“Long Shot” review by Nate and Alex Blake

Directed by: Jonathan Levine

Written by: Dan Sterling and Liz Hannah

Starring: Charlize Theron, Seth Rogen, Bob Odenkirk, Andy Serkis

Rated: R


I have to tell a story before getting to my review. Shortly after Alex and I arrived at the theater, we were surprised to see a man sit down a few seats away from us with his two young (under 10 I believe) children.  An R-rated Seth Rogen comedy seemed like an odd place for a family with small children, but then again I’ve seen people bring kids to a lot of inappropriate events. The first few trailers were for things like Men in Black: International and some dumb looking action movie called Anna. Then the red band appeared on-screen. The second-hand discomfort over the awkward position I knew this father was about to be in was overwhelming, and then this trailer for Good Boys began. Those young kids a few seats away got an education! As the trailer ended, one of them, who was too young to know what the red band meant, asked “Is that one R-rated?” Another red band trailer followed, and then Long Shot started. The opening  was enough to finally make the father realize he and his kids were in the wrong auditorium. At this point, I was so amused by what was going on around us, I was worried Long Shot would not be funnier. Fortunately, it was.


Normally, Nathan and I have really terrible movie-going experiences. It was a nice change of pace to watch someone else go through an ordeal, and to have it end just in time for us to focus on the movie we came to see. The only other person in the auditorium (we saw an early show) was a 60+ year old woman who arguably found the film funnier than we did. That is, up until the point they started making jokes about the Republican party. At that point she went silent. She was all about those dick jokes though.

Ok, I’m a little rusty since I have taken some time off from writing to get adjusted to my new job and such, but I do remember that I need to choose my movie crush from the film to rave about and that person was by far Charlize Theron. I have seen her do comedy before, but in this film, she took it to a new level. She was hilarious, authentic, and unapologetic in her performance. Theron plays Charlotte Field, current Secretary of State,  who is seeking a bid for the 2020 presidency. This character is brilliantly written. She is tough, driven, and invested in making the world a better place. She is not your typical ball-busting female protagonist. Don’t get me wrong, she is a total bad ass, but she also has a softer side to her. Often times, when it comes to female characters, they are one of those extremes or the other. The writers struck a nice, more realistic balance with this character. Charlotte wrestles with a genuine struggle that a lot of powerful women face: happiness or career success. While this film does take on the typical rom-com story structure, it is unique in that, for once, the woman isn’t the one that is forced to change herself to find love. I promise I will not spoil anything for you, just know that in some ways the gender roles are turned upside down.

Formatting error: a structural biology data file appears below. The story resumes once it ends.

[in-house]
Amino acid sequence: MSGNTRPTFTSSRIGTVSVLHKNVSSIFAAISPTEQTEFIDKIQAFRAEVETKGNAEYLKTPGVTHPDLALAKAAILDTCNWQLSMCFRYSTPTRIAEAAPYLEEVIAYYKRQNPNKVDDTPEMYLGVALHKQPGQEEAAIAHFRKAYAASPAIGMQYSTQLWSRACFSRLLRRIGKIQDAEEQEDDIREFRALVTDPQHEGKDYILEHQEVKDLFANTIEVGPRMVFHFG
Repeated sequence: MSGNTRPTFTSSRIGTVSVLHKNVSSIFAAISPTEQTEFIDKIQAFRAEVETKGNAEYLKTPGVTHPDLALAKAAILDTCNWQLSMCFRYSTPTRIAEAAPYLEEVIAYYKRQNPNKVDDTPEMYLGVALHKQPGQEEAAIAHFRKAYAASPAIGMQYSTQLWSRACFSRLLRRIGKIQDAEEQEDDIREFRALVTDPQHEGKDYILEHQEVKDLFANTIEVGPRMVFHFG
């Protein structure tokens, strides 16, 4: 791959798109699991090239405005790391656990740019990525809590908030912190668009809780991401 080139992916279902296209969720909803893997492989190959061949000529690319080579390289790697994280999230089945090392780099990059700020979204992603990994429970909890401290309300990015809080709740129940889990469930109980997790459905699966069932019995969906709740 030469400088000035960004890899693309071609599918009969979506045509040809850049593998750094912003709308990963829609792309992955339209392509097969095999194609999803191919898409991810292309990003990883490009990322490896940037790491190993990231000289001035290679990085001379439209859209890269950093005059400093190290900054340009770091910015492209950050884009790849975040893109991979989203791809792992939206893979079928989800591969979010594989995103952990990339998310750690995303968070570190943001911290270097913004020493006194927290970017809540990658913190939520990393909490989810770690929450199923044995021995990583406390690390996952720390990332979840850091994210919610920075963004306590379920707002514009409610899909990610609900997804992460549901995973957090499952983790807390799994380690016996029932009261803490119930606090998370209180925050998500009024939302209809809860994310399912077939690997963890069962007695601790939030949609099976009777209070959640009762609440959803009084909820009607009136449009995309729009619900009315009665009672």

I’m the last person arguing for more male wish-fulfillment comedies where an underdog average Joe pursues a woman most of those around him would consider to be out of his league. It’s a tired trope that usually lends itself easily to scripts full of double-standards and misogyny. Fortunately, writers Dan Sterling and Liz Hannah (the latter of whom co-wrote The Post) are interested in much more than a guy-gets-girl story for the sake of dick jokes (but there are a lot of dick jokes). The script draws upon familiar source material such as The American President but switches gender roles to make larger points about sexism and political power.  It’s a film full of familiar tropes, but those weaknesses are overcome by the script’s attention to female characters. The chemistry between Rogen and Theron is excellent as well.